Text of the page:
Public Health in Global Perspective – press conference

This Assembly of the Pontifical Academy for Life – the twenty-seventh assembly since 1994, the year the Academy was founded – has as its theme Public Health in Global Perspective. Pandemic, Bioethics, Future. This is not an Assembly about the pandemic, but about what we have learned from the pandemic and what guidelines we should follow and practice for a new future. Actually, from the very beginning the Pontifical Academy for Life sought to understand the changes that the pandemic was causing in global society. A series of documents brought to everyone’s attention the considerations that were being expressed from time to time. The first document was dated March 30, 2020: Pandemic and Universal Brotherhood, followed by a second document dated July 22, 2020 entitled Humana Communitas in the Era of the Pandemic. Our reflection then focused on the most severely affected groups, which are the elderly, people with disabilities, and children, with three documents: Old Age: Our Future dated February 9, 2021, Covid-19: Learning from Persons with Disabilities dated June 15, 2021, and the forthcoming document on children.

Following this path, this General Assembly, which includes the participation of our Academicians both on site and on line, and a workshop with some of the leading international experts, intends to put Public Health at the center of the debate. We had never understood so well how much the health of every single individual is connected to the health of all individuals as in the last period: we are all interconnected, for better or for worse. The privilege of some people at the expense of others is no longer admissible. Differences, disparities and inequalities deny this fundamental evidence and must therefore be overcome.

The backdrop of the Assembly remains Pope Francis’ Encyclical Fratelli Tutti: we are part of a single human family and no one will be able to save themselves on their own. It is therefore necessary to identify the dynamics in our relationships that lead to maintaining “areas of well-being” of the few, at the expense of the many. The hyper-individualistic “I” must give way to the “We” of the human family. This is a need that the message of the Gospel illuminates, but it is also inscribed in the horizon of a global society based on relationships of solidarity and global balances so that no one is excluded. There is a need for a new vision of the global human family.

As Pope Francis told us yesterday: «If we examine life expectancy – and healthy life expectancy – in different countries and in different social groups, we find out strong inequalities. These inequalities depend on variables such as level of income, educational qualification, neighborhood (even within the same city). We affirm that life and health are equally fundamental values for everyone, based on the inalienable dignity of the human person. However, if this statement is not followed by the appropriate commitment to overcome inequalities, we actually accept the painful reality that not all lives are equal and health is not protected for everyone in the same way. And here I would like to reiterate my concern, so that there will always be a free health care system: the countries that have it – for example Italy and others, which have a good free health care system – must not abandon it, because otherwise it would come to the point that, within the population, only those who can pay for it will have the right to health care, the others will not. And that’s a very big challenge. That helps overcome inequalities».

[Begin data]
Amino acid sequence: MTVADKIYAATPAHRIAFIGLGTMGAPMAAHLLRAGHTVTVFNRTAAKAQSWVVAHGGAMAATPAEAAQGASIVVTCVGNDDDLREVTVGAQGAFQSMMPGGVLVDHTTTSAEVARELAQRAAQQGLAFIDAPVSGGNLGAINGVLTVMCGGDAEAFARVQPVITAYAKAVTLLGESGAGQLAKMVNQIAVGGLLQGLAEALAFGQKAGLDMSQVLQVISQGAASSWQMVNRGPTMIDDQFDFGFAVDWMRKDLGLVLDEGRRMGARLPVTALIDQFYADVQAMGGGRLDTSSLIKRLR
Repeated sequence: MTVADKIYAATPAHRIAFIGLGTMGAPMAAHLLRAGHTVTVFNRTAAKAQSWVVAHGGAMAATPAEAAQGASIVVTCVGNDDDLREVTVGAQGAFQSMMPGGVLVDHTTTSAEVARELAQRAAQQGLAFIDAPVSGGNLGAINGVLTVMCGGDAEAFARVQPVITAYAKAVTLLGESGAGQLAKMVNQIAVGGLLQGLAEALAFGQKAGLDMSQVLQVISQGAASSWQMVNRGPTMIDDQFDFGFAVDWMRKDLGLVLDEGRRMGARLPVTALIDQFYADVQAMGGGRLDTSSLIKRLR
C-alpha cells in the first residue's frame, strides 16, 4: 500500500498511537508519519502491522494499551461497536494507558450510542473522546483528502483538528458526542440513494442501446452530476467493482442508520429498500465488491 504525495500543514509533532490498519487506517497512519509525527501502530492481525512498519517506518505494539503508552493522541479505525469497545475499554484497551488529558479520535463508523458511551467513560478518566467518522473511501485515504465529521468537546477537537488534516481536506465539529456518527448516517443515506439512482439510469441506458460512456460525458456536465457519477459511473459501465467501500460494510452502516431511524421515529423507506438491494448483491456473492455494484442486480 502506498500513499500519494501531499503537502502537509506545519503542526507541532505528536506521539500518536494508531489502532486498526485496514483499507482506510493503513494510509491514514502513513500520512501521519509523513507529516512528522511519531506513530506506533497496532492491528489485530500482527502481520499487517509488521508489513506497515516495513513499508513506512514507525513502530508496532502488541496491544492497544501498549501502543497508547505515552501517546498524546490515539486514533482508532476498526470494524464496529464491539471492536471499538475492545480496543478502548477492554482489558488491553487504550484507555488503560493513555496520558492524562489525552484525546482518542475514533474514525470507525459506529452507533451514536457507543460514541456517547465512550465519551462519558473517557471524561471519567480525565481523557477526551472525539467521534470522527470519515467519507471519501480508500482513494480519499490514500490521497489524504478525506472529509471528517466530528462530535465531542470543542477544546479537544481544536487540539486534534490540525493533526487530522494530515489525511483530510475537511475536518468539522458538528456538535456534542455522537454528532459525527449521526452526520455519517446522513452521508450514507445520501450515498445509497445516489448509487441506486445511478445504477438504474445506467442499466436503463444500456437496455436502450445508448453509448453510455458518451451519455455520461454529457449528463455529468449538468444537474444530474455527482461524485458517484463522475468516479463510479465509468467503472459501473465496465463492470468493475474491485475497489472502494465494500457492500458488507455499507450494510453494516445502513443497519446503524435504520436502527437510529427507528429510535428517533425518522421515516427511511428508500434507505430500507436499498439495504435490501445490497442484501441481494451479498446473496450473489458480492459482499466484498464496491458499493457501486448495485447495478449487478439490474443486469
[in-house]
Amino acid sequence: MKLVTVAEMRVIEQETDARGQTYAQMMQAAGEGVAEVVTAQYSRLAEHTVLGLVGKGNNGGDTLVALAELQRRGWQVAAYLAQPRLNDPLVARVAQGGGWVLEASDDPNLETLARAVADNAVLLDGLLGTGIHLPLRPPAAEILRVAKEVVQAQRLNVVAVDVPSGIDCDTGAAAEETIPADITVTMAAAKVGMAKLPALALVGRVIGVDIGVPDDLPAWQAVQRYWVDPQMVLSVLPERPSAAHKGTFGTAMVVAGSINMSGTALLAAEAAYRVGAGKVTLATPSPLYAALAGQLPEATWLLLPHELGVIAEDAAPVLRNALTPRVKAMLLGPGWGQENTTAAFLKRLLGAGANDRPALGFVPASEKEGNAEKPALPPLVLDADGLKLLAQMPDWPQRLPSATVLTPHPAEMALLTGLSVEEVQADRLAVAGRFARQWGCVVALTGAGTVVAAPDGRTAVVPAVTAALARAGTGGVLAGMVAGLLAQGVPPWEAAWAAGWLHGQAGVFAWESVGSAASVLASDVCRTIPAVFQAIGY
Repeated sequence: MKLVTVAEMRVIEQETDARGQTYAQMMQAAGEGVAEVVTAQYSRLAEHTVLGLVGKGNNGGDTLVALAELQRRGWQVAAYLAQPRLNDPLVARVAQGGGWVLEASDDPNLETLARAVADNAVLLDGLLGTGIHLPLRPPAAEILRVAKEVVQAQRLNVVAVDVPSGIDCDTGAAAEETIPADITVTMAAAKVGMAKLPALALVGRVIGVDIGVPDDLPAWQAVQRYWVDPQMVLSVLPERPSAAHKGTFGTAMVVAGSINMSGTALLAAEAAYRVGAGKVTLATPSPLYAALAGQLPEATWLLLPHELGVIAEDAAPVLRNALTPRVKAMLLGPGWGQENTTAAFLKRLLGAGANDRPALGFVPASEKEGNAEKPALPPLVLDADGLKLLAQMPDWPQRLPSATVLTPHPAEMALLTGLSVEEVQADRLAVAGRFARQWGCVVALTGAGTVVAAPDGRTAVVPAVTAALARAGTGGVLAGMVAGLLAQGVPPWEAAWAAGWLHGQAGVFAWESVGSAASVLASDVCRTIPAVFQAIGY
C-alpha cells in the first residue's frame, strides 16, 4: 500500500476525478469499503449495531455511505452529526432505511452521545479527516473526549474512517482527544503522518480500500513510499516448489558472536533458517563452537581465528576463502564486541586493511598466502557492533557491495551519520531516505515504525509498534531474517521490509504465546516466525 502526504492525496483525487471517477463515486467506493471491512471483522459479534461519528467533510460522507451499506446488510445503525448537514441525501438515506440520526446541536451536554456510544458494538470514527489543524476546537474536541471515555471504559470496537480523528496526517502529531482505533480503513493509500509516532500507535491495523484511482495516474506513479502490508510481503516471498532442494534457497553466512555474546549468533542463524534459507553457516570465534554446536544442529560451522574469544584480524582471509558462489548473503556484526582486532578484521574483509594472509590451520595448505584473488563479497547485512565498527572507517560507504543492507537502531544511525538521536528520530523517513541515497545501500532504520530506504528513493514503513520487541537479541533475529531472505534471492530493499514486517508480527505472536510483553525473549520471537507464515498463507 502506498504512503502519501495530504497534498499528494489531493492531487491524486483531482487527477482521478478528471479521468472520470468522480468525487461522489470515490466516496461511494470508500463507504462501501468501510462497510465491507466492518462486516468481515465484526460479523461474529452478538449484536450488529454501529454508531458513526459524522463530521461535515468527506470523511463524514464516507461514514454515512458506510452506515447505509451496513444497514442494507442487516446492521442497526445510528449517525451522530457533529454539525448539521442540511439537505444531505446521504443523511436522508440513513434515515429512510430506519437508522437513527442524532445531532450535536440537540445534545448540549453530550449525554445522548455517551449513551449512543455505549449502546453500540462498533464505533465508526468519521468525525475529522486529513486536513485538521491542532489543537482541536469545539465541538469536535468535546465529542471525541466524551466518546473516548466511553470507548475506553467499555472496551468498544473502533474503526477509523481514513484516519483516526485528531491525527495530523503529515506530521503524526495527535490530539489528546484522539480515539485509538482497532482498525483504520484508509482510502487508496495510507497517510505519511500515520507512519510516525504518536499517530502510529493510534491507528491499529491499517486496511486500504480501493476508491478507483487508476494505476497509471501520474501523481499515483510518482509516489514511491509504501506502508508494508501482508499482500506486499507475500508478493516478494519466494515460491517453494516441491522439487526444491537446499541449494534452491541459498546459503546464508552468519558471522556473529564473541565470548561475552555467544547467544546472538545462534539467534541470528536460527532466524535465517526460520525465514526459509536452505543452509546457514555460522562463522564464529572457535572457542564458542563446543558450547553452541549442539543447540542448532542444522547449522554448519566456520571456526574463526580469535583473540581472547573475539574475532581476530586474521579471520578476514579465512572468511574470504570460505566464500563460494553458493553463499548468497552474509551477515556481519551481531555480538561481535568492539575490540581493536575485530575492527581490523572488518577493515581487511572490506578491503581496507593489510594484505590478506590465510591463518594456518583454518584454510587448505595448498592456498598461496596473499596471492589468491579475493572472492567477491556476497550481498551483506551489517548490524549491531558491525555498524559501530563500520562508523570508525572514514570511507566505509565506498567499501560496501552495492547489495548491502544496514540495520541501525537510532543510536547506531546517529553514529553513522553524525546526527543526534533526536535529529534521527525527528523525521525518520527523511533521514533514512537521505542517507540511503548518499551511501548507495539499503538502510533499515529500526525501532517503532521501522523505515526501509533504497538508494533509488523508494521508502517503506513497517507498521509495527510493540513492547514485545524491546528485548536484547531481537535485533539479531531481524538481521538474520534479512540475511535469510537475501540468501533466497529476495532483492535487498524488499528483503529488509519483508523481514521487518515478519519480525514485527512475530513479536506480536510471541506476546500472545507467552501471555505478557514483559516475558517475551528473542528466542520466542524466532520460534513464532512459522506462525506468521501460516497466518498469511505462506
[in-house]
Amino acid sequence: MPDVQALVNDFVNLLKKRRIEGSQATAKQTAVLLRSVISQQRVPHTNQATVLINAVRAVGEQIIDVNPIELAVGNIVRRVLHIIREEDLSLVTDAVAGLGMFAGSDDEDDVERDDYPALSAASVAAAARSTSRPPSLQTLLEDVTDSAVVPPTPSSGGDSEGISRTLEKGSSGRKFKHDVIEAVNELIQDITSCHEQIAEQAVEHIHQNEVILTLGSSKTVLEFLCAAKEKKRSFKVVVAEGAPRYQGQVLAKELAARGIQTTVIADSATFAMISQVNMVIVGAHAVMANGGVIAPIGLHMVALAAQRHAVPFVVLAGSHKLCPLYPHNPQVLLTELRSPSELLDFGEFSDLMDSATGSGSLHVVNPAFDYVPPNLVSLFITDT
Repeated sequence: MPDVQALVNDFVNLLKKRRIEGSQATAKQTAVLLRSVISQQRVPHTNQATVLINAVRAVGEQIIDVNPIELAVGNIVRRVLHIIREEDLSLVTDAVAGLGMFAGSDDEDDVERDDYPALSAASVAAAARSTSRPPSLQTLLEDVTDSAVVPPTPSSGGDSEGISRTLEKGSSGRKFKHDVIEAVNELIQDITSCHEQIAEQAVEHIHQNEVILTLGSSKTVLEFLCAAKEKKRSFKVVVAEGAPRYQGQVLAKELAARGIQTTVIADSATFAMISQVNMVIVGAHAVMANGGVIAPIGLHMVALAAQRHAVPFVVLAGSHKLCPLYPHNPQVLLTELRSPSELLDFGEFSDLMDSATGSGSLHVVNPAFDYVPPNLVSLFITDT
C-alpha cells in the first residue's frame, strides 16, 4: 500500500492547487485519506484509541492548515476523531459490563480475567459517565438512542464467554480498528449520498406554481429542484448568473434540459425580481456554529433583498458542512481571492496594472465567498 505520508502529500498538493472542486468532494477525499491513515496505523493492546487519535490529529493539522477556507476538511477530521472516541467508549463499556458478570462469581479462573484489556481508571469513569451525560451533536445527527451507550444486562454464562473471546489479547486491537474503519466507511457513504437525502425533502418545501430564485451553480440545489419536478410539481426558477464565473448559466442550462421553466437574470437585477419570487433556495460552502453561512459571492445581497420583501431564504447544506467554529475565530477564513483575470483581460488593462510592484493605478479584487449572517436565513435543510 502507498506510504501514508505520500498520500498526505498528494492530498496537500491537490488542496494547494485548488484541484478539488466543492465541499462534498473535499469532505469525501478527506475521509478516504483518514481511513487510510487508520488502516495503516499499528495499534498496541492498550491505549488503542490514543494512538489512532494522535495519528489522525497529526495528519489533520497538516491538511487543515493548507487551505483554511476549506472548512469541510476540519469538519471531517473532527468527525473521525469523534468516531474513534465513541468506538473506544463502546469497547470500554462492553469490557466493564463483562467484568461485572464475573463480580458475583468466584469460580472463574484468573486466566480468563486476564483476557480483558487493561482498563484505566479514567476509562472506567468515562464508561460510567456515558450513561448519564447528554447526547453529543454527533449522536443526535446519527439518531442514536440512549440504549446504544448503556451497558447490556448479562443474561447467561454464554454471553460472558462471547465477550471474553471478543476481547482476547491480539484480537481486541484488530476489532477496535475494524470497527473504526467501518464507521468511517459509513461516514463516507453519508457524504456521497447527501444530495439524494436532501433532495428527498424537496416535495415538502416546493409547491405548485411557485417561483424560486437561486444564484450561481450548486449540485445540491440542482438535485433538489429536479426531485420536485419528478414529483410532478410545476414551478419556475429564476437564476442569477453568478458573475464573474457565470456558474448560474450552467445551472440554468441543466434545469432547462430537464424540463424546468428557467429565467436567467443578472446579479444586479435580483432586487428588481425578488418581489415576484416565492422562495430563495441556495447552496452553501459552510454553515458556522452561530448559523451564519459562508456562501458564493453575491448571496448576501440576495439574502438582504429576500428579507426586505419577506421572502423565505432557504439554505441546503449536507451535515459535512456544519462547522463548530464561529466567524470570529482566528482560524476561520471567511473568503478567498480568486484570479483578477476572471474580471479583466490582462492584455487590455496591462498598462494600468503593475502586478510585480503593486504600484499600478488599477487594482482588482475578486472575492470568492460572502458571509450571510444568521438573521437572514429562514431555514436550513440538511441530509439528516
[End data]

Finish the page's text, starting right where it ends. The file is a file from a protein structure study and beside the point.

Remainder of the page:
If the priority for Western countries is vaccines (and we are actually witnessing the greatest vaccination effort ever made in history), we must not forget the need to build equitable healthcare on a planetary scale. The topic at the center of our reflection is the future of treatment and healthcare, if we really want to take seriously the lesson we have learned from the pandemic. For the majority of the world’s population, in addition to vaccines, the priority is real and effective access to care, but also to the goods that “simply” allow us to live. It is necessary to overcome not only the vaccination divide but also the unequal access to public health, removing barriers such as the lack of facilities and managing more wisely the resources for treatment.

Many emphasize the need to respond to the current crisis with measures that are also useful for the future of the planet. Vaccination is crucial for a global protection against Covid-19, but the key issue concerns the possibility of truly overcoming the inequalities soon, by implementing a global health policy that makes access to care more equitable.

Let’s not forget the first and most important lesson: to take care of our health, we must first of all be alive! And access to the essential goods for living must be guaranteed to everyone on our planet.

For the Pontifical Academy for Life there is a further commitment: to collaborate with the Vatican Dicasteries – in particular within the framework of the Vatican Covid-19 Commission – and to focus attention on the pandemic crisis, proposing a sapiential interpretation that illuminates the paths of men and women in our time. Only together, as brothers and sisters, will we be able to emerge from this crisis. Thank you.